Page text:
Sunday, December 3, 2017

Twitter Data Related to the Passing of the Senate Tax Bill

Over the past few weeks I have been heavily analyzing Twitter data: looking for methods to find mass-blocking patterns (I've tweeted on this extensively at @leviabx and may write that analysis up in the future).  A few nights ago saw some users on Twitter wanting people to save tweets of Senators leading into passing of controversial tax legislation-I thought-hey that's actually super easy.  

I downloaded that data and plan on making this data available here on the blog for other analysts to look at.  If this is popular, I will think of posting more generated datasets to this site. I also think this could give some readers of this blog a taste of what social media data looks like, and what it's like to work with it.


METHOD

I used the Twitter API to pull down the most recent 500 tweets for each current sitting US Senator on Saturday night, December 2nd 2017.  For this I used a list of Twitter handles.  A couple of notes:
  1. I found this list on the internet, and made the obvious changes, so if you find any errors please let me know.
  2. Senators often have multiple Twitter handles, so I'm hoping I have the right one for this type of policy discussion.

If you have any issues on this blog you can either comment on this blog (open comments) or hit me up directly on Twitter at @leviabx.

DATA

The data I pulled down is a list of tweets found here.  This data was pulled mid-day on December 2nd so it includes tweets from immediately after tax bill passage. A few notes on (some of) the data fields:
  1. text: This is a cleaned version of the text from the original tweet.
  2. original_text: this is the original text from the tweet.
  3. created_at: the UTC timestamp of when the tweet was sent.  This is a standardized time that is hours ahead of US eastern time.. impact: subtract 5 hours to get it to DC time.
  4. emotions(anger, anticipation, positive, negative): for the user's convenience I ran this data through a sentiment algorithm (see Plutchik's 8 emotions).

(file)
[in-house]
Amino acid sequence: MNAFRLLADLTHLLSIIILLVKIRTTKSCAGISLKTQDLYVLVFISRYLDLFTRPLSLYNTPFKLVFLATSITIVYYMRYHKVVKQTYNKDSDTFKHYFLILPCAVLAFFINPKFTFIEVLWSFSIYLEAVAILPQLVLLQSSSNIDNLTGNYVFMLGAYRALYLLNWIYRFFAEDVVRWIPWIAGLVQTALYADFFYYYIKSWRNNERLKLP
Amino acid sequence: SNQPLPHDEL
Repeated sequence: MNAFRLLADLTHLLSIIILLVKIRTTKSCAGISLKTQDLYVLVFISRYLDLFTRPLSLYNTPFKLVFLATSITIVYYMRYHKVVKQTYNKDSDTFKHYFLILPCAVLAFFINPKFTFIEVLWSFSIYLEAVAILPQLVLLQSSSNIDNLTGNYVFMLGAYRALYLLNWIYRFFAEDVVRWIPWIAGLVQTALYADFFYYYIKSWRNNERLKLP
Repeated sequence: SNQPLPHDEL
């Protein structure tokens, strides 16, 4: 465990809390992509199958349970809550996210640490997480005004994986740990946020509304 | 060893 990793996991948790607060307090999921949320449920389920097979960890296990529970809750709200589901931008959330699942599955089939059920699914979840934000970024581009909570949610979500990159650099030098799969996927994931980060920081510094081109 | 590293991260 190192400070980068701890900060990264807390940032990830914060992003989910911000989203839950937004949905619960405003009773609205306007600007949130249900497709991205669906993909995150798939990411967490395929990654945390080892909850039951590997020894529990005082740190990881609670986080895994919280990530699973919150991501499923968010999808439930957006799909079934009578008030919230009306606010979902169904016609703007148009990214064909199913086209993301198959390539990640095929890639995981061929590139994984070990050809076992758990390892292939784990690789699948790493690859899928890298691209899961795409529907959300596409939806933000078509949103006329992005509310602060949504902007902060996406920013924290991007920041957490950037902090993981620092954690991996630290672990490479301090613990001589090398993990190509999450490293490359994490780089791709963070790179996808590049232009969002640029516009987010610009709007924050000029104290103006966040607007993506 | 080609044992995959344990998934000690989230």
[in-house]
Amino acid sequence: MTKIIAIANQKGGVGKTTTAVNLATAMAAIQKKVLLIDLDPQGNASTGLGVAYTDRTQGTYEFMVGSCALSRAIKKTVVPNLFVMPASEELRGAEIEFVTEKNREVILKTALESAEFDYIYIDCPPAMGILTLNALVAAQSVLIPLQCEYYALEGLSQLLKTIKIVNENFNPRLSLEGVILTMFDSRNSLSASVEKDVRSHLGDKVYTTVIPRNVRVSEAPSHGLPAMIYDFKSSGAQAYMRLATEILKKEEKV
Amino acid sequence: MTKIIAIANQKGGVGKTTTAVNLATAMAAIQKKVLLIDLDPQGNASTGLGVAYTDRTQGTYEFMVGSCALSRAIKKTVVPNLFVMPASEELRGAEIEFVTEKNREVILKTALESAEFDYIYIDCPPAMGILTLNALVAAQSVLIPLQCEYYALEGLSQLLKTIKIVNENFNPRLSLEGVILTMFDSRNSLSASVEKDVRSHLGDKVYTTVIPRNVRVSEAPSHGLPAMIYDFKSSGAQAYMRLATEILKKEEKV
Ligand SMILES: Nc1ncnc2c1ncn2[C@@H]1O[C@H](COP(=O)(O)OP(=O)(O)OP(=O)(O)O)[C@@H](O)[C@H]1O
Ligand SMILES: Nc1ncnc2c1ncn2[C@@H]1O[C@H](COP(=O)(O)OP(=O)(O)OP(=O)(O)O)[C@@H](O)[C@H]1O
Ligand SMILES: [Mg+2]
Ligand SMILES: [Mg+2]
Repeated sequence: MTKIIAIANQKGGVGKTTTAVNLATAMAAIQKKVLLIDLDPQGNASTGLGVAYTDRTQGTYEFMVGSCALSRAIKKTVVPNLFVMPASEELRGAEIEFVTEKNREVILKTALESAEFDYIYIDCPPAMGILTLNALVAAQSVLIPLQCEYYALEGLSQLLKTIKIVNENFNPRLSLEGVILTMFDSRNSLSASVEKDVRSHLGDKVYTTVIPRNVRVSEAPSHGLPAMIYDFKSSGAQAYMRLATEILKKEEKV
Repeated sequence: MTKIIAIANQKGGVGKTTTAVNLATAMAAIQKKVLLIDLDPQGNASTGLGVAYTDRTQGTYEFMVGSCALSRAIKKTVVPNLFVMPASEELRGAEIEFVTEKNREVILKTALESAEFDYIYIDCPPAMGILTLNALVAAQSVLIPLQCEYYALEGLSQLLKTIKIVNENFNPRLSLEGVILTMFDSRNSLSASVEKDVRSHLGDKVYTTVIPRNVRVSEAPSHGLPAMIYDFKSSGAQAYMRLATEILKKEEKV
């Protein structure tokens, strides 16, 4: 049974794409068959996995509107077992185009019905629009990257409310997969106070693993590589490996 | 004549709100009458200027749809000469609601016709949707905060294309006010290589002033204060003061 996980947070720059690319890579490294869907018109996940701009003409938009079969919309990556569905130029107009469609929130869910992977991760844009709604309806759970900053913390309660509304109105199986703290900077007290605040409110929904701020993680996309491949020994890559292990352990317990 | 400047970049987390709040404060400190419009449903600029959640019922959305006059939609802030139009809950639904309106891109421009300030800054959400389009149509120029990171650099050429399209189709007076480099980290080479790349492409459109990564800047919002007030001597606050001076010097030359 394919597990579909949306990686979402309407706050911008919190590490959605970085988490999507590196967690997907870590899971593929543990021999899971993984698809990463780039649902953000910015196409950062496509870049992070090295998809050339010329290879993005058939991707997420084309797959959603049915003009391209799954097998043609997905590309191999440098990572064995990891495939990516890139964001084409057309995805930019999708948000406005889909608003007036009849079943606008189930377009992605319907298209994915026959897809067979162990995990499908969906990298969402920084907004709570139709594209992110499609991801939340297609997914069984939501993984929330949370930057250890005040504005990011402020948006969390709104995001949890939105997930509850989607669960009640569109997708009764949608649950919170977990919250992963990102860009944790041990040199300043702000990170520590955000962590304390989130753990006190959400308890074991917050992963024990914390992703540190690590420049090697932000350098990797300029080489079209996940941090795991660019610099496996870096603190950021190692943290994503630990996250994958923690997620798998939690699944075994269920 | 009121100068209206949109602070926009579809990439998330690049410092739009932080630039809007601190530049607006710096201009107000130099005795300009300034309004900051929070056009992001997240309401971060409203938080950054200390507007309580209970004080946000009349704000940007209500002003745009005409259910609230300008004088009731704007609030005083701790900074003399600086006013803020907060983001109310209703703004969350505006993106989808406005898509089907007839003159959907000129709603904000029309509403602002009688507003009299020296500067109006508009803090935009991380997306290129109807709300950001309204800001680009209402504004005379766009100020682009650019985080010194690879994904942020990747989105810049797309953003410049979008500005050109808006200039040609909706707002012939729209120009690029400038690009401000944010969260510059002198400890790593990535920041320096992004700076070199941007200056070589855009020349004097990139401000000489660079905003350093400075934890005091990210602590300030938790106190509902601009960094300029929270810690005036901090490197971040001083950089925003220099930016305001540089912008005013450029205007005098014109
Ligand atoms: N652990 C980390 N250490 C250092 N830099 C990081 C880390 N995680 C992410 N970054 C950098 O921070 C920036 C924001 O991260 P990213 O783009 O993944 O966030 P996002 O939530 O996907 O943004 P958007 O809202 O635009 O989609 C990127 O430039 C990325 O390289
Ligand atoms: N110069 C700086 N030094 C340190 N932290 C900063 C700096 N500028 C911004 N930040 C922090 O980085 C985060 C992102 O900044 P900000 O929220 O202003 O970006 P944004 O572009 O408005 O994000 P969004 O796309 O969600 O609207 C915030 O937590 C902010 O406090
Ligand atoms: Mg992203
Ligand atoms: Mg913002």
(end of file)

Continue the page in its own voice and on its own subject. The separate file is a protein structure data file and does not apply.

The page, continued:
5. tax: a TRUE/FALSE indicator of whether "tax" was mentioned in the tweet.
  6. tl: this is a link to go look at the tweet directly in browser (just copypasta it to the browser). I wrote this piece of code 3 years ago and have no clue what I meant by "tl".
  7. screen_name: the screen name of the senator who sent the tweet.
  8. geo fields: There are a ton of geo location fields for Twitter data.. mostly to be ignored as it's only filled out on opt in from the user.
  9. retweet/fav counts: number of times an individual tweet is retweed or favorited.
WordCloud of related tax related tweets from Senators during the week of tax reform.


USE CASE

Playing with this data can be interesting and somewhat fun.  Here are some use cases you can do, from least to most technical:
  1. Find your Senators and see what they Tweeted this week.
  2. Sort the spreadsheet by "created_at" and follow the tweets by the timeline of bill passage and after bill passage time.
  3. Find tweets you like/dislike (search, emotion, names), then use the "tl" field to go to the Tweet directly and react.
  4. By sorting the emotion fields, find the Senators who were the most happy (trust, joy) versus least happy (anger, disgust) about the bill.


EXAMPLES

I'm not going to work on this dataset extensively, but I did pull together the happiest and angriest tweets regarding tax reform:

First angriest:







Now happiest:






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